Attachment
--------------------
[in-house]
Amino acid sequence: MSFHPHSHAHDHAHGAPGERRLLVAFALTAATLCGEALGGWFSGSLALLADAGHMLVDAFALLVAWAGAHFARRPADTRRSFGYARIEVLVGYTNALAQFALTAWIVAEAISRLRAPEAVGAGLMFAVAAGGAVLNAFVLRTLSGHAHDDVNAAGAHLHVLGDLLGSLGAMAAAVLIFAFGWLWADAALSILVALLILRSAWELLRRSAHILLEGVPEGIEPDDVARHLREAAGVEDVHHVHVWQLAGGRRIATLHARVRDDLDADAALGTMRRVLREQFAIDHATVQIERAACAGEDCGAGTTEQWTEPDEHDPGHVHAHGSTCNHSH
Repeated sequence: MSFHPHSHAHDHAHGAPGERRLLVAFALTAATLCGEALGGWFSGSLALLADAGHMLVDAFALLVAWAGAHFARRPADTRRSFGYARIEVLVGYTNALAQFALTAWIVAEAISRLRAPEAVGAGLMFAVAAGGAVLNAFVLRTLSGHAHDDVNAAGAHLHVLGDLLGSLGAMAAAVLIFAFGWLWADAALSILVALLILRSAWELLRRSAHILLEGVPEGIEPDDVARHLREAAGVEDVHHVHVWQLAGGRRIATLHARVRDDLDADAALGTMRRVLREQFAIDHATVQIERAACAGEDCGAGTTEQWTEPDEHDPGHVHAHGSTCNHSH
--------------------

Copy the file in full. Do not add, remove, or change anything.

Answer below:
[in-house]
Amino acid sequence: MSFHPHSHAHDHAHGAPGERRLLVAFALTAATLCGEALGGWFSGSLALLADAGHMLVDAFALLVAWAGAHFARRPADTRRSFGYARIEVLVGYTNALAQFALTAWIVAEAISRLRAPEAVGAGLMFAVAAGGAVLNAFVLRTLSGHAHDDVNAAGAHLHVLGDLLGSLGAMAAAVLIFAFGWLWADAALSILVALLILRSAWELLRRSAHILLEGVPEGIEPDDVARHLREAAGVEDVHHVHVWQLAGGRRIATLHARVRDDLDADAALGTMRRVLREQFAIDHATVQIERAACAGEDCGAGTTEQWTEPDEHDPGHVHAHGSTCNHSH
Repeated sequence: MSFHPHSHAHDHAHGAPGERRLLVAFALTAATLCGEALGGWFSGSLALLADAGHMLVDAFALLVAWAGAHFARRPADTRRSFGYARIEVLVGYTNALAQFALTAWIVAEAISRLRAPEAVGAGLMFAVAAGGAVLNAFVLRTLSGHAHDDVNAAGAHLHVLGDLLGSLGAMAAAVLIFAFGWLWADAALSILVALLILRSAWELLRRSAHILLEGVPEGIEPDDVARHLREAAGVEDVHHVHVWQLAGGRRIATLHARVRDDLDADAALGTMRRVLREQFAIDHATVQIERAACAGEDCGAGTTEQWTEPDEHDPGHVHAHGSTCNHSH